Wednesday, July 29, 2015

365 True Things: 122/Action

Yesterday the killing of Cecil the lion in Zimbabwe by a Minnesota dentist trophy hunter blew up on the Internet—with reason. The tactics used were cheap (baiting and luring), arrogant (although I like lists, I do not like lists like the trophy hunters' "Super Slam"), and expensive (the equivalent of four years' tuition at a pretty good college), and the result was the death of a beautiful, beloved, innocent animal.

But what good does moral outrage really do? Of course it's sickening what happened, but we can't get Cecil—or all the rhinoceroses, tigers, elephants, and other animals killed each year (each month) for their monetarily valuable "parts"—back.

Because of course, an even bigger problem than trophy hunting is poaching: killing for "aphrodisiacs," for illegal ivory, for whatever ridiculous "needs" we humans have.

As the Washington Post reported today, "As the world mourned Cecil the lion, five of Kenya's endangered elephants were slain."

It's abhorrent. But maybe Cecil's death will bring some awareness to this awful issue.

And yes, we can do something, beyond being morally outraged. At the passive end of the spectrum, we can sign online petitions, like one urging Delta Airlines to stop transporting exotic trophy animals.

If we love elephants, we can support (so named because "96 elephants are killed in Africa every day"), which offers various avenues of action.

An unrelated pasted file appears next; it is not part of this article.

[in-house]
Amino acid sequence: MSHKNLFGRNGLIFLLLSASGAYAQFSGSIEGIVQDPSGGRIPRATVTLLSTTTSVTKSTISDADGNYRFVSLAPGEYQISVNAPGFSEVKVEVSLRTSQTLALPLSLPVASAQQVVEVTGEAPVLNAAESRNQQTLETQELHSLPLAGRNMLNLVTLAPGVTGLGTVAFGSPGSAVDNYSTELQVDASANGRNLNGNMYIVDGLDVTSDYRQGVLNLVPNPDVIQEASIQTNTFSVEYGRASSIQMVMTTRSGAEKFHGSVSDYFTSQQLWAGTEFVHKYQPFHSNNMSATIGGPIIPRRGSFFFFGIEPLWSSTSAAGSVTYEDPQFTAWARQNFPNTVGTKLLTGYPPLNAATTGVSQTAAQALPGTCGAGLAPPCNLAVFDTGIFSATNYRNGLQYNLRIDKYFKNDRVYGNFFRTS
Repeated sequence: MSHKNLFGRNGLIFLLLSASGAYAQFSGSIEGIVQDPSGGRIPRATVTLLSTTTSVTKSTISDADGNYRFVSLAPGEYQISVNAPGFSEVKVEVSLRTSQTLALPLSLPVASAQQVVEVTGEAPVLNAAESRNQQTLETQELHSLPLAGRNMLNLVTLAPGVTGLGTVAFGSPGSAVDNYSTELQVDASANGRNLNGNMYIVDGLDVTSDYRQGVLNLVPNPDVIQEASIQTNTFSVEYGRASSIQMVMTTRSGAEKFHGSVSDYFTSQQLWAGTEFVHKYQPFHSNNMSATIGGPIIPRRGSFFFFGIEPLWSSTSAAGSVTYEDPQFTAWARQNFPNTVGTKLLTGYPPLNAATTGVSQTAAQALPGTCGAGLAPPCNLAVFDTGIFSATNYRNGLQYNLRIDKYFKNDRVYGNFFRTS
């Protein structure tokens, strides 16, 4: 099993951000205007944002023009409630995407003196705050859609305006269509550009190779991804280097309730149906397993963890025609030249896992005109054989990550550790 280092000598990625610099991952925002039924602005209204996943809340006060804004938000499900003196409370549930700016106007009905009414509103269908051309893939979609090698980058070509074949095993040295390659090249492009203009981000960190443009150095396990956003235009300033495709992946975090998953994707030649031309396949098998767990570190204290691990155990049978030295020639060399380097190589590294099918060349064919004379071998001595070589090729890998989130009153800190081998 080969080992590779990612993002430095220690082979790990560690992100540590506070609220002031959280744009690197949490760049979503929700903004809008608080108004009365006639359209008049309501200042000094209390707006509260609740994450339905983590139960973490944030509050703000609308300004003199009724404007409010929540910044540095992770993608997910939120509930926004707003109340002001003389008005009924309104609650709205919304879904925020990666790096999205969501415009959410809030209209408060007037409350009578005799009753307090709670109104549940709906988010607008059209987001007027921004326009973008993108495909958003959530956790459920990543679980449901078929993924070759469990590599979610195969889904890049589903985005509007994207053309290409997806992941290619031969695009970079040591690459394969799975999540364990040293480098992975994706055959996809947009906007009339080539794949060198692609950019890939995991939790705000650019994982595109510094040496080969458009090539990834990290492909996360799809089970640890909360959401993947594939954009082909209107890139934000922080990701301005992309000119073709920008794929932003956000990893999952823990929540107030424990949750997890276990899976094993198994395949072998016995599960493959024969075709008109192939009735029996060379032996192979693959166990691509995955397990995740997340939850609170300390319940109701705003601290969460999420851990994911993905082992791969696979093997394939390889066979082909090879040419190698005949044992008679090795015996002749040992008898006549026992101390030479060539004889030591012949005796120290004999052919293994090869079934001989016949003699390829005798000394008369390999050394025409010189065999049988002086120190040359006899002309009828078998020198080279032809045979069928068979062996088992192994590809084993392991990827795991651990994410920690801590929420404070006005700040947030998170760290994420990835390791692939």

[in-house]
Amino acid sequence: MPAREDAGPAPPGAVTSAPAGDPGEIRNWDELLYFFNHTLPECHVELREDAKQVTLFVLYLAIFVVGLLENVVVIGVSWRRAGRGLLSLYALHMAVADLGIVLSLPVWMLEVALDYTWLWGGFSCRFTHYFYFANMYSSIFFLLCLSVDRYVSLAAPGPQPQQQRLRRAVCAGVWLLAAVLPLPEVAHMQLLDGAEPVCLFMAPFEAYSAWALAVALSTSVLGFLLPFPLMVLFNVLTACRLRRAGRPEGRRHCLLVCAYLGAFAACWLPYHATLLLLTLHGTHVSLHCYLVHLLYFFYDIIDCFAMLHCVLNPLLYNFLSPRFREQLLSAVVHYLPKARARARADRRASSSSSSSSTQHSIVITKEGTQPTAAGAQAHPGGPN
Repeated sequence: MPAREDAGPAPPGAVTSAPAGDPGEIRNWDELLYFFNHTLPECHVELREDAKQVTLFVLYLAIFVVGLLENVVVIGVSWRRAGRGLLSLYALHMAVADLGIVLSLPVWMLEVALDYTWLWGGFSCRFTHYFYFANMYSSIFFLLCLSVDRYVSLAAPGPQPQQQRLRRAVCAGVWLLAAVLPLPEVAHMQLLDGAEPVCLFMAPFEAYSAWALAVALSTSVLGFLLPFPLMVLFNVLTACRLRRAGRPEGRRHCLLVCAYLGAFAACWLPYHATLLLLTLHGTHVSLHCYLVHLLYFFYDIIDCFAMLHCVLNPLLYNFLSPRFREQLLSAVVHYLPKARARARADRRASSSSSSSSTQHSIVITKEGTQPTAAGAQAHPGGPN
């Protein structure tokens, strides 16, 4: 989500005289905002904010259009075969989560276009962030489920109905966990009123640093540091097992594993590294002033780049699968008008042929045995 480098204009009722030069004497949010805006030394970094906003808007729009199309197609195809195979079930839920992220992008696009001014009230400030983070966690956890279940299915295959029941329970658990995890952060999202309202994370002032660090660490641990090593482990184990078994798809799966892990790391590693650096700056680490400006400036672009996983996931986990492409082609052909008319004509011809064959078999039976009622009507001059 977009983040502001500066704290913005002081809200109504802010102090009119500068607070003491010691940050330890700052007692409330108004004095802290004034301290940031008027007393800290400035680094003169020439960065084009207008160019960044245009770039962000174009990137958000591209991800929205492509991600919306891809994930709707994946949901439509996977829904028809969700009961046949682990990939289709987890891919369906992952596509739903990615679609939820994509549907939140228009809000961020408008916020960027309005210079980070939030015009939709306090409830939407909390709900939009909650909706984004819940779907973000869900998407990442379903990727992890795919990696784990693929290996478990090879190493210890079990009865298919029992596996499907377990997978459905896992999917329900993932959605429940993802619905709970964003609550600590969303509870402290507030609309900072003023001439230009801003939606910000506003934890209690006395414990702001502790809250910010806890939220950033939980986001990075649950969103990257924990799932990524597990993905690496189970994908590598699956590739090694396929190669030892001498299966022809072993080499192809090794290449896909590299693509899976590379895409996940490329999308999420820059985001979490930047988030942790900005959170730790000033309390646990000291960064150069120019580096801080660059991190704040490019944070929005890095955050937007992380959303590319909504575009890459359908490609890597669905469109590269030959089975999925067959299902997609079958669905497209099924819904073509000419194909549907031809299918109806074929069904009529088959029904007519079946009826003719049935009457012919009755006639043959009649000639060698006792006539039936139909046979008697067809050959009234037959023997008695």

We can donate to conservation groups that are working to make a difference for all these animals. Even if we can't go out and stop the murders ourselves, we can contribute to a larger good that is trying to do so.

This is a huge topic. And this is a blog, so limited by design and intent. I did, however, want to point to a website, One Green Planet, and a useful list it posted a year ago: not all just your usual conservation suspects, but groups focused (at least as part of their mission) specifically on poaching.
There are, I'm sure, many many many more groups that are doing good work and can use support. I would urge you to find one—and it needn't be conservation oriented: give to a local shelter, food bank, or health clinic, if people are your bag.

If nothing else, I hope that Cecil has inspired at least some of the people who shouted moral outrage to act on their feelings.


  1. Thank you for this. You have done something!

  2. Outrage is good. It leads to actions like these you suggest. Thank you for sharing.